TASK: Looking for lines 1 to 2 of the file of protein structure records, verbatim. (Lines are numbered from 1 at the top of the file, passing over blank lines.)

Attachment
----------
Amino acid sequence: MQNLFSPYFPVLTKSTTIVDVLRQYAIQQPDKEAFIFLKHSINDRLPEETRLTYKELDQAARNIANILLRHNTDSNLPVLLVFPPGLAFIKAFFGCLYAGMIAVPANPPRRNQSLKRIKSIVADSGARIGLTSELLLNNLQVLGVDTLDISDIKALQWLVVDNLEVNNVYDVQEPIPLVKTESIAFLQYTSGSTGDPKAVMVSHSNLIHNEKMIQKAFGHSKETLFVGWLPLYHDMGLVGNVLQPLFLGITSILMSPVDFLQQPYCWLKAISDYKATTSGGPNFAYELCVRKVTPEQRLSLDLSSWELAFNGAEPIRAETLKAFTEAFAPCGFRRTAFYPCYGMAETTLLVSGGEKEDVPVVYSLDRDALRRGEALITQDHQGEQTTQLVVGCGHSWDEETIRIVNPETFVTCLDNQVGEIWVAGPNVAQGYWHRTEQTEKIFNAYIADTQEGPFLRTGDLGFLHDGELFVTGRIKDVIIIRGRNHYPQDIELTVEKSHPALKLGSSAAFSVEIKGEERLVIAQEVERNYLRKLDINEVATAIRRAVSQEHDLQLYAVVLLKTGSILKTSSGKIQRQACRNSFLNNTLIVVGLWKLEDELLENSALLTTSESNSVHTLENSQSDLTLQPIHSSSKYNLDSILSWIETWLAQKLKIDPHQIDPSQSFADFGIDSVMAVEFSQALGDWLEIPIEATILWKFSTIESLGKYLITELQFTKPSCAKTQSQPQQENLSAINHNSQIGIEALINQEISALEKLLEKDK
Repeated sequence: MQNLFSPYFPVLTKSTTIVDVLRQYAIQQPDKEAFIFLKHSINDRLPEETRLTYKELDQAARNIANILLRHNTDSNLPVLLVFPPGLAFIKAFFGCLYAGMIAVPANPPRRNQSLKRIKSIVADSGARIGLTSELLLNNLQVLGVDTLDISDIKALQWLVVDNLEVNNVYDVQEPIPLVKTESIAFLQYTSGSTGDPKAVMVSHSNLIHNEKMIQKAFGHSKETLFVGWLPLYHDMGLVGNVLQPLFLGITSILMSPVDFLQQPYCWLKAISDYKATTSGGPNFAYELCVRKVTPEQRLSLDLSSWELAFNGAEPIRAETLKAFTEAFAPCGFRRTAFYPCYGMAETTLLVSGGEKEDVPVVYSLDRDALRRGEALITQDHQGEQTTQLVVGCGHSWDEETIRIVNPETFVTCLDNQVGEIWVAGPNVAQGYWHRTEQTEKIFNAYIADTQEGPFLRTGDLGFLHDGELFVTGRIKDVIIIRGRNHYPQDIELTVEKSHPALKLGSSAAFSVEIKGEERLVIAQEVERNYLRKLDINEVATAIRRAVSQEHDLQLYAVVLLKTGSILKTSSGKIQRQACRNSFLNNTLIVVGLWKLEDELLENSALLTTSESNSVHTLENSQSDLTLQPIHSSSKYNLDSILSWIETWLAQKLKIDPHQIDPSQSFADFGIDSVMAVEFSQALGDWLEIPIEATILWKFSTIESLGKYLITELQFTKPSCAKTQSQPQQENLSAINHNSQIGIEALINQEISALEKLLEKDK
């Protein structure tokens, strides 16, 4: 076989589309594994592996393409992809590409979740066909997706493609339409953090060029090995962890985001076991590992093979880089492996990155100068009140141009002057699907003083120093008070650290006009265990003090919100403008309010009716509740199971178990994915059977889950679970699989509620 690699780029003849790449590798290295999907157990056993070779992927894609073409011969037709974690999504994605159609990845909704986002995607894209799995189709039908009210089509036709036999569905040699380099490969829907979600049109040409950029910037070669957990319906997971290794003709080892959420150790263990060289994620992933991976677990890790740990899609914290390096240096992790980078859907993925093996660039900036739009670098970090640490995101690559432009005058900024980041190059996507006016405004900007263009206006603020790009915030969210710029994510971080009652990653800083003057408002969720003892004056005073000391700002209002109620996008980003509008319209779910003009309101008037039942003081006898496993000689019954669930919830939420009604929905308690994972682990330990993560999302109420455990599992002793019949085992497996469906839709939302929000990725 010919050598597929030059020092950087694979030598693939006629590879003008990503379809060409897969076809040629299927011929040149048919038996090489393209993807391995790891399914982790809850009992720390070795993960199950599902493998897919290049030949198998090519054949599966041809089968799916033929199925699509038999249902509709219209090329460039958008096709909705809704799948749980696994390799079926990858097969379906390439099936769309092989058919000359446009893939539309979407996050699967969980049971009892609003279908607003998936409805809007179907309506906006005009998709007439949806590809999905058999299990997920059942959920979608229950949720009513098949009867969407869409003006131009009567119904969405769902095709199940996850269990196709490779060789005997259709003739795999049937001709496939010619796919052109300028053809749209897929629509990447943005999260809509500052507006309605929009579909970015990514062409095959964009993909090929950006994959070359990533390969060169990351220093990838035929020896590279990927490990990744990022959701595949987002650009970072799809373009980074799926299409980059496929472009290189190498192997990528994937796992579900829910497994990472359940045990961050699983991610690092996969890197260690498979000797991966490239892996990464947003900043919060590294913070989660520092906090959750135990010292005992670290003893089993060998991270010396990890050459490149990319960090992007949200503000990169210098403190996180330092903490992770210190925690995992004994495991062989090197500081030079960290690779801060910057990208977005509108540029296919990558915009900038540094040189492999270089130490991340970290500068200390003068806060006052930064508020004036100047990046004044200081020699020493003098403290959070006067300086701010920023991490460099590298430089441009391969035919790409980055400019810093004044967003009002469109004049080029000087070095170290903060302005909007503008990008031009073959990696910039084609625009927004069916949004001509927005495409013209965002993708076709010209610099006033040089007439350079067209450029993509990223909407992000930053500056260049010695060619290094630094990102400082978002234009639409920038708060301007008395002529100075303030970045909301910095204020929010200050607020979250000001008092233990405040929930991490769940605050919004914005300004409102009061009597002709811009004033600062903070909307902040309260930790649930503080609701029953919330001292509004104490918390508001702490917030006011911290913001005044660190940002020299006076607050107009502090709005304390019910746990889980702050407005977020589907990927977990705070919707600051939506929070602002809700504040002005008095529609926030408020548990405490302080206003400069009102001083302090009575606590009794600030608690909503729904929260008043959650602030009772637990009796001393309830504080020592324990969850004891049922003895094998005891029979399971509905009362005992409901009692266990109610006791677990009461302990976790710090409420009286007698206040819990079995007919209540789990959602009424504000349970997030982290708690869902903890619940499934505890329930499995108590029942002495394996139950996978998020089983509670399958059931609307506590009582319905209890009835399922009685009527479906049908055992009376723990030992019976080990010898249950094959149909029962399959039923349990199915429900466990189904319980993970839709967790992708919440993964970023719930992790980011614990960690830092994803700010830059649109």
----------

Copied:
Amino acid sequence: MQNLFSPYFPVLTKSTTIVDVLRQYAIQQPDKEAFIFLKHSINDRLPEETRLTYKELDQAARNIANILLRHNTDSNLPVLLVFPPGLAFIKAFFGCLYAGMIAVPANPPRRNQSLKRIKSIVADSGARIGLTSELLLNNLQVLGVDTLDISDIKALQWLVVDNLEVNNVYDVQEPIPLVKTESIAFLQYTSGSTGDPKAVMVSHSNLIHNEKMIQKAFGHSKETLFVGWLPLYHDMGLVGNVLQPLFLGITSILMSPVDFLQQPYCWLKAISDYKATTSGGPNFAYELCVRKVTPEQRLSLDLSSWELAFNGAEPIRAETLKAFTEAFAPCGFRRTAFYPCYGMAETTLLVSGGEKEDVPVVYSLDRDALRRGEALITQDHQGEQTTQLVVGCGHSWDEETIRIVNPETFVTCLDNQVGEIWVAGPNVAQGYWHRTEQTEKIFNAYIADTQEGPFLRTGDLGFLHDGELFVTGRIKDVIIIRGRNHYPQDIELTVEKSHPALKLGSSAAFSVEIKGEERLVIAQEVERNYLRKLDINEVATAIRRAVSQEHDLQLYAVVLLKTGSILKTSSGKIQRQACRNSFLNNTLIVVGLWKLEDELLENSALLTTSESNSVHTLENSQSDLTLQPIHSSSKYNLDSILSWIETWLAQKLKIDPHQIDPSQSFADFGIDSVMAVEFSQALGDWLEIPIEATILWKFSTIESLGKYLITELQFTKPSCAKTQSQPQQENLSAINHNSQIGIEALINQEISALEKLLEKDK
Repeated sequence: MQNLFSPYFPVLTKSTTIVDVLRQYAIQQPDKEAFIFLKHSINDRLPEETRLTYKELDQAARNIANILLRHNTDSNLPVLLVFPPGLAFIKAFFGCLYAGMIAVPANPPRRNQSLKRIKSIVADSGARIGLTSELLLNNLQVLGVDTLDISDIKALQWLVVDNLEVNNVYDVQEPIPLVKTESIAFLQYTSGSTGDPKAVMVSHSNLIHNEKMIQKAFGHSKETLFVGWLPLYHDMGLVGNVLQPLFLGITSILMSPVDFLQQPYCWLKAISDYKATTSGGPNFAYELCVRKVTPEQRLSLDLSSWELAFNGAEPIRAETLKAFTEAFAPCGFRRTAFYPCYGMAETTLLVSGGEKEDVPVVYSLDRDALRRGEALITQDHQGEQTTQLVVGCGHSWDEETIRIVNPETFVTCLDNQVGEIWVAGPNVAQGYWHRTEQTEKIFNAYIADTQEGPFLRTGDLGFLHDGELFVTGRIKDVIIIRGRNHYPQDIELTVEKSHPALKLGSSAAFSVEIKGEERLVIAQEVERNYLRKLDINEVATAIRRAVSQEHDLQLYAVVLLKTGSILKTSSGKIQRQACRNSFLNNTLIVVGLWKLEDELLENSALLTTSESNSVHTLENSQSDLTLQPIHSSSKYNLDSILSWIETWLAQKLKIDPHQIDPSQSFADFGIDSVMAVEFSQALGDWLEIPIEATILWKFSTIESLGKYLITELQFTKPSCAKTQSQPQQENLSAINHNSQIGIEALINQEISALEKLLEKDK